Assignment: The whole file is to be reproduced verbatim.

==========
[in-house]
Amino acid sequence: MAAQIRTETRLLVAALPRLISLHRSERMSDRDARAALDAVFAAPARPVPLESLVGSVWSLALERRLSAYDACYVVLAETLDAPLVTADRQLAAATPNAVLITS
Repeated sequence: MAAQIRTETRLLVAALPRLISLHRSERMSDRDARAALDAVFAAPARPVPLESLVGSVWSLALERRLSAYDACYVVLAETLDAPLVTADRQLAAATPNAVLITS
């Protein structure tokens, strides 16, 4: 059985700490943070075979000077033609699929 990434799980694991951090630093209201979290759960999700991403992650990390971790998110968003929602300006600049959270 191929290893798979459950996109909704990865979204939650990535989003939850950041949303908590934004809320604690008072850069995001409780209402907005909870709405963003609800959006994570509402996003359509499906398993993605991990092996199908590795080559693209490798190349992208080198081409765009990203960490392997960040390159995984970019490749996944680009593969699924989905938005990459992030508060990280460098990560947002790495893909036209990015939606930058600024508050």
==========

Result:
[in-house]
Amino acid sequence: MAAQIRTETRLLVAALPRLISLHRSERMSDRDARAALDAVFAAPARPVPLESLVGSVWSLALERRLSAYDACYVVLAETLDAPLVTADRQLAAATPNAVLITS
Repeated sequence: MAAQIRTETRLLVAALPRLISLHRSERMSDRDARAALDAVFAAPARPVPLESLVGSVWSLALERRLSAYDACYVVLAETLDAPLVTADRQLAAATPNAVLITS
């Protein structure tokens, strides 16, 4: 059985700490943070075979000077033609699929 990434799980694991951090630093209201979290759960999700991403992650990390971790998110968003929602300006600049959270 191929290893798979459950996109909704990865979204939650990535989003939850950041949303908590934004809320604690008072850069995001409780209402907005909870709405963003609800959006994570509402996003359509499906398993993605991990092996199908590795080559693209490798190349992208080198081409765009990203960490392997960040390159995984970019490749996944680009593969699924989905938005990459992030508060990280460098990560947002790495893909036209990015939606930058600024508050």